In addition to the Mets' starter, the Phillies have two arms potentially ripe to be traded. Cliff Lee has been part of rumors in Boston for what seems like forever, and has a contract that would make him available for cheap if a team was willing to take on most of his salary commitment. Philadelphia could also dangle Cole Hamels. He and his contract are always brought up as comparable for Lester, which makes this kind of move questionable. Why give up prospects for the privilege to pay someone roughy the same amount you'd pay Lester? Further down the list are guys like Tyson Ross and Jose Quintana, both of whom play for rebuilding teams, and have shown flashes of being very good pitchers in this league. However, it's also unlikely either would match what Lester could give them, or whether they'd even be available in a deal. (Quintana has been rumored to have been deemed untouchable, but it's hard to imagine there's no deal that could entice Chicago to deal him).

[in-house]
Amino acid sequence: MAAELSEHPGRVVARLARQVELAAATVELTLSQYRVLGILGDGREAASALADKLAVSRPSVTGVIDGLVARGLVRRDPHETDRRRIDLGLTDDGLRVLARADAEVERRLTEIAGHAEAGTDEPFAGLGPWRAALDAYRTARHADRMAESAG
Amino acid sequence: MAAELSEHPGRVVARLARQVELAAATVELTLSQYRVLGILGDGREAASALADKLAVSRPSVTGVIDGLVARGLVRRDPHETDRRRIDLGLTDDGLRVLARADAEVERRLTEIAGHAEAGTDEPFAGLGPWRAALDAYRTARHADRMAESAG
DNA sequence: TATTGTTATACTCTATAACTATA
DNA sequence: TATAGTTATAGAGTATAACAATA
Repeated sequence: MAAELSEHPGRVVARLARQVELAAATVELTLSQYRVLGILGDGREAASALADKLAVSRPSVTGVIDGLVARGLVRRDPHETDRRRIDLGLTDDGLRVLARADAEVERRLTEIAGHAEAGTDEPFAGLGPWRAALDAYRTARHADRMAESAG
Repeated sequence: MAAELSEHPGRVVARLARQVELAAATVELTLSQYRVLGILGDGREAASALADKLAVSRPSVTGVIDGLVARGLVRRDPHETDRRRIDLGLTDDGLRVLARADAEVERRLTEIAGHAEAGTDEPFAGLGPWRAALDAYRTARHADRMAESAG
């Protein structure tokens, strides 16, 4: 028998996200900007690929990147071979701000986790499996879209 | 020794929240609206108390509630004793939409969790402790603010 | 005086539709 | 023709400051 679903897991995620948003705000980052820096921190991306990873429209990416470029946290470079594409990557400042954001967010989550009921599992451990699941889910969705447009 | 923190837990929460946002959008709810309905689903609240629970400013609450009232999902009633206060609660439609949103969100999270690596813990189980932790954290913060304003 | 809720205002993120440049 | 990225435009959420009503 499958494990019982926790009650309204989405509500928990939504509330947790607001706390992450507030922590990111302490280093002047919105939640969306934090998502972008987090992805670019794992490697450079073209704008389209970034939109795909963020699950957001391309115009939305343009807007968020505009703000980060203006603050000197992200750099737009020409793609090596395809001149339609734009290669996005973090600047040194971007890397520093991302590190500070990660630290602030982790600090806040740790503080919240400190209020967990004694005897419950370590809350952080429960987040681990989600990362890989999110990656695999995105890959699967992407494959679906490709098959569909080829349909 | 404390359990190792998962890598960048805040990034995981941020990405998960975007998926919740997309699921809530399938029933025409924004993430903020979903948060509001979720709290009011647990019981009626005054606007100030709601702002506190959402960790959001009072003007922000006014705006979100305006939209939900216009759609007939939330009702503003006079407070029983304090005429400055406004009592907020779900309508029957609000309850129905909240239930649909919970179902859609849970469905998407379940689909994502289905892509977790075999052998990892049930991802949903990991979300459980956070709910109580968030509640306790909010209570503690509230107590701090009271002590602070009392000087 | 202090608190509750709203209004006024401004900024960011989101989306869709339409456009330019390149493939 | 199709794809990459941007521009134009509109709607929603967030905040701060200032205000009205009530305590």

While there are plenty of intriguing names available as Lester replacements, they all come with their respective warts, too. The internal candidates are all fun to keep track of, but it's difficult to see any matching Lester's talent level.Scherzer would be a great replacement, but if Lester is going to be too expensive, there's no way Scherzer would be an option. Shields and Masterson would be cheaper options, but not by too much, and neither can provide what Lester can. The trade market is still somewhat uncertain, but all of the guys who would possibly be available are either more expensive than Lester, or not as talented. It's not impossible to replace Lester in the rotation, but it will be very difficult to do it efficiently. At the end of the day, keeping him here is the best move for Boston's front office to make.